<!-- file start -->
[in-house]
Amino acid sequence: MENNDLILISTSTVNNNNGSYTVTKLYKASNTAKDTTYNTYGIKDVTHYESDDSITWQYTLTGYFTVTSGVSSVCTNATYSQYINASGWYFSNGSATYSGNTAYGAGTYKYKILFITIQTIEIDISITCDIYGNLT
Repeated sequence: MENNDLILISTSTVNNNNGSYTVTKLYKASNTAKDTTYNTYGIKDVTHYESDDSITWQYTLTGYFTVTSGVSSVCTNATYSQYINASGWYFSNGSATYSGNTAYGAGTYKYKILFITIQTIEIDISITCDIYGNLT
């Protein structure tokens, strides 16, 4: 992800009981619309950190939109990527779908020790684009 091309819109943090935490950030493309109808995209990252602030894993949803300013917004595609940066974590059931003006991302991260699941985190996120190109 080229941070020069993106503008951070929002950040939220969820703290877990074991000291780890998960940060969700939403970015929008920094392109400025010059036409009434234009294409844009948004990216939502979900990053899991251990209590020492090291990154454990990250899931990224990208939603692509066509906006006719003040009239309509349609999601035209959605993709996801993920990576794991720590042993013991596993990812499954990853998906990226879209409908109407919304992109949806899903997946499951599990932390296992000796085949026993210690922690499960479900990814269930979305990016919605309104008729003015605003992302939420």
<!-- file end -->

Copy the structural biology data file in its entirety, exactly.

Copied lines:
[in-house]
Amino acid sequence: MENNDLILISTSTVNNNNGSYTVTKLYKASNTAKDTTYNTYGIKDVTHYESDDSITWQYTLTGYFTVTSGVSSVCTNATYSQYINASGWYFSNGSATYSGNTAYGAGTYKYKILFITIQTIEIDISITCDIYGNLT
Repeated sequence: MENNDLILISTSTVNNNNGSYTVTKLYKASNTAKDTTYNTYGIKDVTHYESDDSITWQYTLTGYFTVTSGVSSVCTNATYSQYINASGWYFSNGSATYSGNTAYGAGTYKYKILFITIQTIEIDISITCDIYGNLT
């Protein structure tokens, strides 16, 4: 992800009981619309950190939109990527779908020790684009 091309819109943090935490950030493309109808995209990252602030894993949803300013917004595609940066974590059931003006991302991260699941985190996120190109 080229941070020069993106503008951070929002950040939220969820703290877990074991000291780890998960940060969700939403970015929008920094392109400025010059036409009434234009294409844009948004990216939502979900990053899991251990209590020492090291990154454990990250899931990224990208939603692509066509906006006719003040009239309509349609999601035209959605993709996801993920990576794991720590042993013991596993990812499954990853998906990226879209409908109407919304992109949806899903997946499951599990932390296992000796085949026993210690922690499960479900990814269930979305990016919605309104008729003015605003992302939420």